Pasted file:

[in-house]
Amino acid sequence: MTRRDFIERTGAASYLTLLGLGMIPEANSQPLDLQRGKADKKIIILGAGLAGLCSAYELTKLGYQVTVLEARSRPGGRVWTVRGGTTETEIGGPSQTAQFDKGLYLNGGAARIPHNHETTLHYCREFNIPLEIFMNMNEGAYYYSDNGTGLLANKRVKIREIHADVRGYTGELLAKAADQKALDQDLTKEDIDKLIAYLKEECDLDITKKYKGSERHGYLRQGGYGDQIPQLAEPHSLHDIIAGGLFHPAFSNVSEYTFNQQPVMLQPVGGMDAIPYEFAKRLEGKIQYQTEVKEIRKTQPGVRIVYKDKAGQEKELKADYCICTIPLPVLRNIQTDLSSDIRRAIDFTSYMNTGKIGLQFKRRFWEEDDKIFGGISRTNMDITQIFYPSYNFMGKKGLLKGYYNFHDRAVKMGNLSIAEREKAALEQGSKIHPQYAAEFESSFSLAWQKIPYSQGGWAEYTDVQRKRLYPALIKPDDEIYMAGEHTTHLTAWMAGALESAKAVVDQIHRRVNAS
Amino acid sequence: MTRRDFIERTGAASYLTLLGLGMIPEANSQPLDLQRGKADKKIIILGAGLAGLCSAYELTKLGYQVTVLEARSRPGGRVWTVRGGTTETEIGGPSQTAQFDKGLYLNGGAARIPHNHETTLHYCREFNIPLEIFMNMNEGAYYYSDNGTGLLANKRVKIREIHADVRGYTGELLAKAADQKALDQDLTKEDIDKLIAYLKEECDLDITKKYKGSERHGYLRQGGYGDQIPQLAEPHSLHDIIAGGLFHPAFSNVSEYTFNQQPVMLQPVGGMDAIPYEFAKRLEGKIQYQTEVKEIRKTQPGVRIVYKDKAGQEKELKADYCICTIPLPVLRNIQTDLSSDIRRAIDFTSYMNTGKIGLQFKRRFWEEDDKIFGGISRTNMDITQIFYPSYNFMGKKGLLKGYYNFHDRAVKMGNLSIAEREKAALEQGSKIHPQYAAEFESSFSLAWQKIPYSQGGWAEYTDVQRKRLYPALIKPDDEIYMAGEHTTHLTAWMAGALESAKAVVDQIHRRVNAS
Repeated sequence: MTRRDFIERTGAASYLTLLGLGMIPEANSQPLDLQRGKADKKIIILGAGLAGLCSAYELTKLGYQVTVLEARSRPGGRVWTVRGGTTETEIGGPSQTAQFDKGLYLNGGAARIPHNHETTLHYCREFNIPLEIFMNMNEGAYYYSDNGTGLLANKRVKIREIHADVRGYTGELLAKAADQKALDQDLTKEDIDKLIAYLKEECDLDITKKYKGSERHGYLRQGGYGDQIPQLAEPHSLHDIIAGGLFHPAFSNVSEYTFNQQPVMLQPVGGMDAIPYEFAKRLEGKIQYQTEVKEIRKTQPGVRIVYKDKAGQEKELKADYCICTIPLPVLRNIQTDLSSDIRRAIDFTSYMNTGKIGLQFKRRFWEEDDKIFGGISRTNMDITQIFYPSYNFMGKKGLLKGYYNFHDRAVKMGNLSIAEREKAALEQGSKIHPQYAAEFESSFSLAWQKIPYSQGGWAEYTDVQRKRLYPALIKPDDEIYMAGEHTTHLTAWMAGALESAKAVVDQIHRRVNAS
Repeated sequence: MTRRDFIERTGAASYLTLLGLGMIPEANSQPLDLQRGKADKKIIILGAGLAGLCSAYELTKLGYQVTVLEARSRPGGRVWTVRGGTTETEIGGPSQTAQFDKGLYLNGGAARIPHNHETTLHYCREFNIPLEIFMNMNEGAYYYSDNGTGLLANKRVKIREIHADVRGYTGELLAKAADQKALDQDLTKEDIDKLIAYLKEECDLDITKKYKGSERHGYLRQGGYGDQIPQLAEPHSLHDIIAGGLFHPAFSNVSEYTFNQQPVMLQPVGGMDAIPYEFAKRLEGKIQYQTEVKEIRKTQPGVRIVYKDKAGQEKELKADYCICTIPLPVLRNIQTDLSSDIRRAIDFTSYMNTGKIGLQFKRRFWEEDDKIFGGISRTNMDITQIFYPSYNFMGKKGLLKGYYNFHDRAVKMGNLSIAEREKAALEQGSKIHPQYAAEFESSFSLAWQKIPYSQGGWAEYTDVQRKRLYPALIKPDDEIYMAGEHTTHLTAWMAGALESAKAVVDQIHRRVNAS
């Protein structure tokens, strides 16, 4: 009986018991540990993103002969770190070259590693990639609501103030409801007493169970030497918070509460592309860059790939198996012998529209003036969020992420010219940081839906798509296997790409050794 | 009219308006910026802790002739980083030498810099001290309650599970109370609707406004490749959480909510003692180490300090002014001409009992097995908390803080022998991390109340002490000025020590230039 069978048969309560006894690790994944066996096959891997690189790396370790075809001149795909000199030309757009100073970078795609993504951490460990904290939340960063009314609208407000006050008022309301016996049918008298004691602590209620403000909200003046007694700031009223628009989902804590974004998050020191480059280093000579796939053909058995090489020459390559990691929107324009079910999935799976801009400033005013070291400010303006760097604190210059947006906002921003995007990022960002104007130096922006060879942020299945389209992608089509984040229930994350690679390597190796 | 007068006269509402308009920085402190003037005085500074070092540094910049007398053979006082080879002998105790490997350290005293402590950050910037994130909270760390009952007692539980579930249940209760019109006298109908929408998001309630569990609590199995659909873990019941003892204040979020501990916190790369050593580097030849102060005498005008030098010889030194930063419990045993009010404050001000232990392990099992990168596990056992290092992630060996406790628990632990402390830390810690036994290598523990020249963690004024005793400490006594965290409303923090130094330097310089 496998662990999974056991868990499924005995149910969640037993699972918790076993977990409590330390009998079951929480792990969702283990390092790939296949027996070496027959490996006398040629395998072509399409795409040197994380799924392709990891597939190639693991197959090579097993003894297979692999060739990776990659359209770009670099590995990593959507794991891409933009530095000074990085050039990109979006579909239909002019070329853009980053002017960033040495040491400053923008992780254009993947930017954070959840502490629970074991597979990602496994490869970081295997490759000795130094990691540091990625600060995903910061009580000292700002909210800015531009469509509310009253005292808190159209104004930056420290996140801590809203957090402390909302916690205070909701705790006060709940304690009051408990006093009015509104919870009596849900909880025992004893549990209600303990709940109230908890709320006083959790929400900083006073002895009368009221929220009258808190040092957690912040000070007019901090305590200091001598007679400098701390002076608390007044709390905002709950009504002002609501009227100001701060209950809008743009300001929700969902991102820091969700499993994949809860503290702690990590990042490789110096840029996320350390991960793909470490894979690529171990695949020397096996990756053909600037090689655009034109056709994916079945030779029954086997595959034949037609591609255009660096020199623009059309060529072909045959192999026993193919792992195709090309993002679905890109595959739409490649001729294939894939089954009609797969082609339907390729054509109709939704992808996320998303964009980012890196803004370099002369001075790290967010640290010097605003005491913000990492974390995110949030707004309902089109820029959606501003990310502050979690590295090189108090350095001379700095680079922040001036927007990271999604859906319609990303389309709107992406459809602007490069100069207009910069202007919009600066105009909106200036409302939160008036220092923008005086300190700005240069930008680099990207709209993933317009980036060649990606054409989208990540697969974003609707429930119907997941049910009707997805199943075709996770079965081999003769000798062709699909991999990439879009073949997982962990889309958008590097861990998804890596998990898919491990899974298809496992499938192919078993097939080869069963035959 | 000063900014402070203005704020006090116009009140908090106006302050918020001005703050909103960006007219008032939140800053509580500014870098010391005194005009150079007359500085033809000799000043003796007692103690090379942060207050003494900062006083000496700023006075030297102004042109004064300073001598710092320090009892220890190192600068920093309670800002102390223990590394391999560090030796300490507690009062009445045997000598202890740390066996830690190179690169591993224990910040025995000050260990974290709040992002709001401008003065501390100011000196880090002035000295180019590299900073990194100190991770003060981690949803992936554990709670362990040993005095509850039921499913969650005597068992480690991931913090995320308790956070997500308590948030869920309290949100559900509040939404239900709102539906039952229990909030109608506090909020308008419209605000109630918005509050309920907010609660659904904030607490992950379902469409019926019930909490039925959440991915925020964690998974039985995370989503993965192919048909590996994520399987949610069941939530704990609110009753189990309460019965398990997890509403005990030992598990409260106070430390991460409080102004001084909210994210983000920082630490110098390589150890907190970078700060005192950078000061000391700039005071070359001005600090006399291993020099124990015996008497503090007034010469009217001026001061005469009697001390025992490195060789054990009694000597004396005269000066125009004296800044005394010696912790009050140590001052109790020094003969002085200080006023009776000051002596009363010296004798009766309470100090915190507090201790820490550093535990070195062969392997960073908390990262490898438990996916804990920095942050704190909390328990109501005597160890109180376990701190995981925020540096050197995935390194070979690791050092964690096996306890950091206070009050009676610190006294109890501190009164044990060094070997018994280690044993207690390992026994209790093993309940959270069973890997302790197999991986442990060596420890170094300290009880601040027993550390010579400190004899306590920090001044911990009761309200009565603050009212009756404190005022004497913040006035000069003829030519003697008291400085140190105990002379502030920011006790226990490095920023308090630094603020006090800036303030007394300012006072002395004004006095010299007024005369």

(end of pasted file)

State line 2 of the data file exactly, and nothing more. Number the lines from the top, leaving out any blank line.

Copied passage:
Amino acid sequence: MTRRDFIERTGAASYLTLLGLGMIPEANSQPLDLQRGKADKKIIILGAGLAGLCSAYELTKLGYQVTVLEARSRPGGRVWTVRGGTTETEIGGPSQTAQFDKGLYLNGGAARIPHNHETTLHYCREFNIPLEIFMNMNEGAYYYSDNGTGLLANKRVKIREIHADVRGYTGELLAKAADQKALDQDLTKEDIDKLIAYLKEECDLDITKKYKGSERHGYLRQGGYGDQIPQLAEPHSLHDIIAGGLFHPAFSNVSEYTFNQQPVMLQPVGGMDAIPYEFAKRLEGKIQYQTEVKEIRKTQPGVRIVYKDKAGQEKELKADYCICTIPLPVLRNIQTDLSSDIRRAIDFTSYMNTGKIGLQFKRRFWEEDDKIFGGISRTNMDITQIFYPSYNFMGKKGLLKGYYNFHDRAVKMGNLSIAEREKAALEQGSKIHPQYAAEFESSFSLAWQKIPYSQGGWAEYTDVQRKRLYPALIKPDDEIYMAGEHTTHLTAWMAGALESAKAVVDQIHRRVNAS